MMJ had no such problem, thanks to James'' inspired singing amid the band''s taut playing, resulting in keeper performances in the first few takes once they had the arrangements nailed down. At the same time, they were flexible in achieving their goal within certain parameters. On some songs, James was sequestered in a room in order to minimize the bleed, while Bo Koster and his piano were also isolated in some instances.
The July sessions lasted nine days, during which the band got four of the songs that wound up on the record, including the epic title track. There was no air conditioning, with all the windows and doors closed in order to cut down on the sounds of cars passing and birds chirping (some of which can be heard on the record if you listen closely). But, true to the spirit of the project, the band made the most of the sweatbox conditions. “It added to the sense of urgency and intensity,” says Martine. They reconvened for two weeks in November and laid down the remaining six tracks while bundled up in parkas and scarves; the gym had no heat, either.
But the pivotal moment went down back in July when they got that keeper take of “Circuital” and climbed up on the stage at the end of the gym where Martine was positioned to listen through the Proac Studio 100 monitors. “That was a really special moment,” the producer recalls. “They were all dancing around the room and bobbing their heads with their eyes closed, and then, when the song was over, they were hugging and high-fiving each other. It was so inspiring to see veteran musicians who were still able to get that much joy out of making music together. It was like we were all going on an expedition together to find something magical, and there it was. We found it, and no one was afraid to have unbridled joy about it. That''s how it should be.”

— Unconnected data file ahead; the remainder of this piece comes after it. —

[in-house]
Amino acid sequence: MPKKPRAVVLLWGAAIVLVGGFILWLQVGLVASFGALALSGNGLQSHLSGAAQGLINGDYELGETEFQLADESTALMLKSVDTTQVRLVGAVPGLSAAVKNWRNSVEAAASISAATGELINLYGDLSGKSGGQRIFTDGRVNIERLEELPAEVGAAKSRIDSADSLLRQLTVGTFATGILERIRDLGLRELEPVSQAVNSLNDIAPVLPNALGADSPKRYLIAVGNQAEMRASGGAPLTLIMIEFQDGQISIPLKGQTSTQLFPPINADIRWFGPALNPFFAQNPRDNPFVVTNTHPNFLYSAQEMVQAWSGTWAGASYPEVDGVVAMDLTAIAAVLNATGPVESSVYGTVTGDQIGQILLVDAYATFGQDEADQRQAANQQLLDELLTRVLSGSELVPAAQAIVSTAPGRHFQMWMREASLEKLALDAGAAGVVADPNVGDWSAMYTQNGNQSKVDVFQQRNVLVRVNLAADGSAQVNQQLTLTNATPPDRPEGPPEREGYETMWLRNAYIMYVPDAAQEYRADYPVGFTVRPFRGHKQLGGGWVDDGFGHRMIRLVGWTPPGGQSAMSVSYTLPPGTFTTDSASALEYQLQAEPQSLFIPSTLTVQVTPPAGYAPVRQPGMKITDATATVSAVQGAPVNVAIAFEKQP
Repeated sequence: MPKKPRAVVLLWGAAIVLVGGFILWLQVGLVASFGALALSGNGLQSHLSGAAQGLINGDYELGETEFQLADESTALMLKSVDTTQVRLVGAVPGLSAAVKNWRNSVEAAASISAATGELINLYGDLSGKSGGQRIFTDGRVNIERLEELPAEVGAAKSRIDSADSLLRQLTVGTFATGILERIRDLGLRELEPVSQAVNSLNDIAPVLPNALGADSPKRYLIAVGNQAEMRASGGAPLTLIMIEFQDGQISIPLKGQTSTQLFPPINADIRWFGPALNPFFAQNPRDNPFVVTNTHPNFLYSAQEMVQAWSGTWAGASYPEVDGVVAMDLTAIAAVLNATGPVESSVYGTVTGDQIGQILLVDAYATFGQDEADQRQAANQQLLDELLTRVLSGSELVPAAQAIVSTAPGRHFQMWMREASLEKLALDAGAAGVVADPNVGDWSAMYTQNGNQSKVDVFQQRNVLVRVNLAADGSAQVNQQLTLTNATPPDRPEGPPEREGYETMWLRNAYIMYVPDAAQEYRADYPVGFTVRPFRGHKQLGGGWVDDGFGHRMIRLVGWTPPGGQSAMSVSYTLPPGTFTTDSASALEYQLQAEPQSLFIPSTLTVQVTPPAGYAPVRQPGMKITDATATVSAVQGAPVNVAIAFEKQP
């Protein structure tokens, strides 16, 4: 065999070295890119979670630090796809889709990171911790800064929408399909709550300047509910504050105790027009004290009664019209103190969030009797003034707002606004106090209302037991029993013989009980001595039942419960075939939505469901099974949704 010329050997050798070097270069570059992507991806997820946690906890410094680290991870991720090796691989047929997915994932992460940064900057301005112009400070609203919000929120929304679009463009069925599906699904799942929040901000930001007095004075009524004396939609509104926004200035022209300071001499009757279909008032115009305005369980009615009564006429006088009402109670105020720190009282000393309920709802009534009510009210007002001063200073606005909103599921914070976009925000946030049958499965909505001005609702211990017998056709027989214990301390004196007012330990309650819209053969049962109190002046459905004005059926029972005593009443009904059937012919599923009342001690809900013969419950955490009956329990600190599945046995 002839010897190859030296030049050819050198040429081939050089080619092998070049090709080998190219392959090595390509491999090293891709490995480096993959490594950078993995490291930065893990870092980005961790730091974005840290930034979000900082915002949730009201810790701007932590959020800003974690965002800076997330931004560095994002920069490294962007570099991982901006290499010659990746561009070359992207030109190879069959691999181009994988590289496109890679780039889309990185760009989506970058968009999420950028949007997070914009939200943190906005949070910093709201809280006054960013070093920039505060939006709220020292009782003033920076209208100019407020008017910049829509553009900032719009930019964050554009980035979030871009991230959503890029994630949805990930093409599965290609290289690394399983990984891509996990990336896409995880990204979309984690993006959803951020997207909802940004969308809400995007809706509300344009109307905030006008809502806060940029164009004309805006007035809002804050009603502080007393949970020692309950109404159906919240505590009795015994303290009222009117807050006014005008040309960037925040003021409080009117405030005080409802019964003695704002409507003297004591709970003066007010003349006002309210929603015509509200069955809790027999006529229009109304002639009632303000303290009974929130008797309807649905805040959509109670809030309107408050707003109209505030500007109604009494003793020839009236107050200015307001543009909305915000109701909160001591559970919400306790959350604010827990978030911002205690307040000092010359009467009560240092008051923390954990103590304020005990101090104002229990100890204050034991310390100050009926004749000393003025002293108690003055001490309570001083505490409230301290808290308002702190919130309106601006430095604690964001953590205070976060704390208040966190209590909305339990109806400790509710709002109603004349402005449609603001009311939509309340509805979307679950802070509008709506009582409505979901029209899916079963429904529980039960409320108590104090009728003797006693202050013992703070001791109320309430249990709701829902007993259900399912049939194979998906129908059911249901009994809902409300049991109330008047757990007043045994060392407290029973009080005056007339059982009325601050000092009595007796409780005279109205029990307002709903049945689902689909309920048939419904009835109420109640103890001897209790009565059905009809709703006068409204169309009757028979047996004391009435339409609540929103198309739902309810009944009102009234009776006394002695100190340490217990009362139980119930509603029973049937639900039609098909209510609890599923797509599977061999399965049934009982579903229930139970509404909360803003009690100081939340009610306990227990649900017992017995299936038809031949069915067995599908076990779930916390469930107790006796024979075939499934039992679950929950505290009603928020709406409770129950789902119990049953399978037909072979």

It''s performances like that one—inspired, synchronous. and clutch, like a veteran basketball team kicking it into high gear at crunch time in a tight playoff game—that make Circuital such a thrilling, even ecstatic, listening experience. This was one bold experiment that paid big-time.
Circuital Signal Paths
Tucker Martine breaks down the chains for each band member.
Guitars: “All electric guitars were recorded with Royer 121s. Lead guitarist Carl Broemel''s amp ended up in the sanctuary, and a Neumann KM86 captured the room. Acoustic guitars were recorded with either a Neumann M49 or a pair of Neumann KM86s, depending on the song.”
Bass: “I used a combination of the direct signal through the EVil Twin DI and an EV RE20 on the cabinet.”
Piano: “The piano was recorded differently on each song. On ‘Circuital,'' a Shure SM91 was taped to the back of the little spinet that belonged to the church; this reduced drum bleed a lot and gave it a mid-range presence that helped it cut through the track. That mic was crushed with an 1176. A pair of Shure SM57s were used on ‘Freak Out,'' and Neumann KM84s were used on ‘Movin'' Away.''”
Drums: “A Shure SM57 or a Neumann KM86 was used on the snare, with an AKG D112 on the kick. The mono overhead kept changing: KM86, M49, Peluso C12, or RCA 44. I always ran at least one drum mic that was distorted, compressed, or both, to be able to dial in attitude and crunch as needed. The Atomasonic Dynoray was helpful for this, as were the Thermionic Culture Vulture and UA 1176. Mic pres were API 212 and 512. I often used a dbx subharmonic synthesizer on the kick, for low end that you feel more than hear.”
Vocals: “On some tracks, Jim''s lead vocals are the driest and most natural-sounding he''s ever recorded (though he broke out his trusty EMT 140 plate reverb recording the backing vocals). His favorite mic on the sessions was an old RCA 77 ribbon mic, on loan from Carl Broemel''s dad. All vocals went through an 1176. Sometimes it was hit too hard, because Jim would get excited during a take, and by the time I saw it, it was too late to change it—and we had our keeper take.”
Jim James Extended Interview
Tucker Martine captured MMJ studio sessions with his iPhone camera.
It appears that each MMJ album is a reaction to the previous one. How, if at all, did the Evil Urges project influence the direction of Circuital? Some of the initial reactions have compared the new LP to what you were doing a decade ago in the grain silo. Were you conscious of that connection, and do you even buy it?